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My name is Meghan Wagner and I am so happy that you have found this website! I hope it helps you stay positive when you might be struggling.

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Welcome to Invisible Me!

February 20, 2018

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Have you heard of The Spoon Theory?

May 9, 2019

The Spoon Theory is a personal story by Christine Miserandino who uses spoons to describe her limited energy and how she survives each day living with chronic illness. Since she has shared her story, thousands of people across the world have started using The Spoon Theory to help explain what life is really like living with chronic illness. It has been accepted by people all around the world and it has provided a way for people to understand their illness and meet others who are suffering from some of the same illnesses.                                                                                                                                                                                                                                          The spoon theory explains the amount of mental and physical energy available for daily activities of living and how it affects people suffering from a disability or chronic illness. Spoons are a physical representation of energy and measures how much energy someone has throughout the day. Each activity takes away spoons and spoons can only be replaced by resting. When you run out of spoons then you are done and must rest to replenish the spoons.

 

In Christine’s Spoon Theory essay, she walks her friend through a day in her shoes after being asked what having lupus feels like. Christine grabs 12 spoons from tables around them to use as a visual aid. Christine asked her friend to describe her normal day. With each activity her friend did, Christine took away a spoon. This demonstrated how each spoon must be rationed to avoid running out before the day is over. It is possible to “borrow” spoons for tomorrow but then you might run out of spoons the next day. Her friend was very upset after their conversation and she asked Christine how she does it every day. Christine explained that some days were worse than others; some days I have more spoons then most. But I can never make it go away and I can’t forget about it, I always have to think about it. I handed her a spoon I had been holding in reserve. I said simply, “I have learned to live life with an extra spoon in my pocket, in reserve. You need to always be prepared.”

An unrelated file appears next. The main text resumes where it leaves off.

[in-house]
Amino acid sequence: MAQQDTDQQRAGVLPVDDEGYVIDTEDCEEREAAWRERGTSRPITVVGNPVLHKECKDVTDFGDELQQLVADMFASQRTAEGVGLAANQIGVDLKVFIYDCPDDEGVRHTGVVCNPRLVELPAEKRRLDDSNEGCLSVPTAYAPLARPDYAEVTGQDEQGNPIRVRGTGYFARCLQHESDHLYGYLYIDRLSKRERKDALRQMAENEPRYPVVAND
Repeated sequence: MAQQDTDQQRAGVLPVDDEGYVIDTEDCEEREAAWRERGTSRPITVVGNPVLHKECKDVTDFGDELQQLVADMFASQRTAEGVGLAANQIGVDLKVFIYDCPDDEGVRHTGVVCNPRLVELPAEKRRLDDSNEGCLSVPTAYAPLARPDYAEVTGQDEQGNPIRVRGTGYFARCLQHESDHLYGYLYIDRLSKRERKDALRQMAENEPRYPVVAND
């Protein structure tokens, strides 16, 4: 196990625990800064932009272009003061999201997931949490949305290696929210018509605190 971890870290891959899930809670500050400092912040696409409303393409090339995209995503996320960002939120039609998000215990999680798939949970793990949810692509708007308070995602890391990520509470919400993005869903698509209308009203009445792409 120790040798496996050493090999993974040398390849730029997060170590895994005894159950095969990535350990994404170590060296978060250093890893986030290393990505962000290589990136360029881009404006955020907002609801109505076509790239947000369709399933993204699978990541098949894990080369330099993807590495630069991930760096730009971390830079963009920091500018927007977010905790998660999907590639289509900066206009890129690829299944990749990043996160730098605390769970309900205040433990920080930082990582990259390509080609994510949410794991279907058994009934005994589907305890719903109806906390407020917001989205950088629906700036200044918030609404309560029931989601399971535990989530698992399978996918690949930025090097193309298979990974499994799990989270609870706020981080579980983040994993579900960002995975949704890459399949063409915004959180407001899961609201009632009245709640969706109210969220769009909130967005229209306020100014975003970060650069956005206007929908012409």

If you want to read the full story visit this link(it’s worth the read!): https://butyoudontlooksick.com/articles/written-by-christine/the-spoon-theory/

 

Christine says, “It’s hard, the hardest thing I ever had to learn is to slow down, and not do everything. I fight this to this day. I hate feeling left out, having to choose to stay home, or to not get things done that I want to.”

 

I personally can relate to Christine when she describes struggling with learning to slow down and be left out or stay home because she is out of spoons. I like to keep myself busy and it is frustrating to me that I can’t get as much done because of the pain and exhaustion that I feel. I am often upset because I wish that I wasn’t hindered by my pain so much. Accepting my chronic illness is something that I still struggle with but continue to work on.

 

How do you cope with your chronic illness?

 

Has the spoon theory helped you?

 

It is important to find ways to take care of yourself. Make sure to listen to your friends and family if they are repeatedly describing signs of chronic illness. Don’t just brush their comments away. Talk to them about what they might need from you. Remember to be there for each other.

 

With love,

Meghan

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